“Then I said to Baruch as they all listened, “This is what the Lord of Heaven’s Armies, the God of Israel, says: ‘Take both this sealed deed and the unsealed copy, and put them into a pottery jar to preserve them for a long time.’ For this is what the Lord of Heaven’s Armies, the God of Israel, says: ‘Someday people will again own property here in this land and will buy and sell houses and vineyards and fields.’” – Jeremiah 32:13-15.
Land purchases are risky ventures. Although land used to be an excellent long-term investment, the sharp drop in prices all over the U.S. and especially in Florida during the recession has changed all of that. Which brings us to a story of Jeremiah purchasing land found in Jeremiah 32:1-17. Although the risks are different today than in Jeremiah’s time, land purchases then were still radical financial investments. Based on the timing and the circumstances, Jeremiah’s land purchase looked like the selling of Florida swampland to gullible purchasers.
First, a little background. The army of Nebuchadnezzar had laid siege to Jerusalem. It was clear that Jerusalem would be destroyed and the Israelites would be taken as captives to Babylon. Jeremiah is in jail, in a city under siege, in a country fairly full of enemy troops. This is the context in which he decides to buy real estate which has already become enemy-occupied territory. This seems like a truly epic fail – an investment that has no chance of providing any returns. But Jeremiah heeded God’s instruction and bought what was to be the Promised Land in nearby Anathoth. From that jail cell, Jeremiah was exercising his faith more than exercising his need to be conservative or rational. He invested in the land because he believed God’s promise.
This act declared that there would be life after Babylon captivity, and that captivity hadn’t even begun for many of them. The deeds for the land are put “… into a pottery jar to preserve them for a long time.” (Jeremiah 32:14). Jeremiah’s action only makes sense if the future is more than just wishful thinking.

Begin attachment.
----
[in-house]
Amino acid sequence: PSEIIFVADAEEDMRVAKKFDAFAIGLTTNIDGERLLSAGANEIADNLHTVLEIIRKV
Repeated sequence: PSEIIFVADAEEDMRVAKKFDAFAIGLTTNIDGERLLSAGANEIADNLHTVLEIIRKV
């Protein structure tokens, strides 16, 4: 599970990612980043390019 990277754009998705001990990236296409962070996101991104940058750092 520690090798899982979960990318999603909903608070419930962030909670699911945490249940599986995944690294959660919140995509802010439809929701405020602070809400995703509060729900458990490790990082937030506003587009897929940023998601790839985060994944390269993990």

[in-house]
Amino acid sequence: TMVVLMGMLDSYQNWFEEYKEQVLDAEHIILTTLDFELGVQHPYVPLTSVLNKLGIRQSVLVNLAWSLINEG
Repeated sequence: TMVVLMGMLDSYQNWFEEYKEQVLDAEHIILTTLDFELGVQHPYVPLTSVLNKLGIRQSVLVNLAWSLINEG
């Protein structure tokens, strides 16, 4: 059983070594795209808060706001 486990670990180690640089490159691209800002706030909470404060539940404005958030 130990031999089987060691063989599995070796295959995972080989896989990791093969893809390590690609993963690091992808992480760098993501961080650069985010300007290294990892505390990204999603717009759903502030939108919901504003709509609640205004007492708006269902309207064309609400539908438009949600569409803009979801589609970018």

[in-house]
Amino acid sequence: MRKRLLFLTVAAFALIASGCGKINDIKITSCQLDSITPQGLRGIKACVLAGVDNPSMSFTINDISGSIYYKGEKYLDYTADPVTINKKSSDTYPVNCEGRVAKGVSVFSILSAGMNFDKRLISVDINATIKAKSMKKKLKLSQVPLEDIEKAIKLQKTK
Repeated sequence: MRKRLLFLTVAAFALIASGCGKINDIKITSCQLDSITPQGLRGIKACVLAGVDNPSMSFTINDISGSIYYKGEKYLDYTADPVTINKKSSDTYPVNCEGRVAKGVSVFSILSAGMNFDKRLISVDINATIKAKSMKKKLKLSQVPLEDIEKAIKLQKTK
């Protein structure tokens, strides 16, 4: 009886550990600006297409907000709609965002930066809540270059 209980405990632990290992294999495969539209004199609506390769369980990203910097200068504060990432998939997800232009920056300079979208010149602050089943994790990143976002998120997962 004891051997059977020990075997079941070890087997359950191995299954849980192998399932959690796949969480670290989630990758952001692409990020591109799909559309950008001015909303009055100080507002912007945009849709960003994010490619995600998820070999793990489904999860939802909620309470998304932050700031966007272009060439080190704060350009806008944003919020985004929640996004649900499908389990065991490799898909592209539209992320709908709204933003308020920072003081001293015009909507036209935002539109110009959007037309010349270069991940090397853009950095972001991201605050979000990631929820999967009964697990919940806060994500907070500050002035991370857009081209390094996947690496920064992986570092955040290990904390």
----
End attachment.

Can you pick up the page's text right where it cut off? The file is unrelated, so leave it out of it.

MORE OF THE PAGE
We, like Jerusalem and Jeremiah, sometimes find ourselves in situations where it is hard to see any hope. We may not be in jail or in exile or an outcast like Jeremiah, but we know what it is like to be in places where hope for the future is hard to see, let alone act upon. Maybe you’re worried about getting a job, or keeping your job, or making ends meet. Perhaps you are looking for a mate, but you just can’t seem to meet the right person. Maybe you are struggling through a divorce. Proverbs 23:18 reminds us that “There is surely a future hope for you, and your hope will not be cut off.”
Our own personal experiences can make us feel helpless and hopeless, that whatever we would do in anticipation of the future makes no difference. But that is not true. Hope is for now, it is for today, and it is for tomorrow too. Jesus clearly says He will never leave us, never forsake us, and will never, ever reject us (John 6:37). This promise is for tomorrow morning, next week, and next year. This hope is the believer’s hope that covers their entire life. It is without end and will stay with us until Jesus comes for us. “Israel, put your hope in the Lord both now and forevermore.” (Psalms 131:3)
- Read Jeremiah 32: 1-17. What is your reaction?
- What gives you hope in the future?
- What can we do this week to think long-term and trust God as Jeremiah did?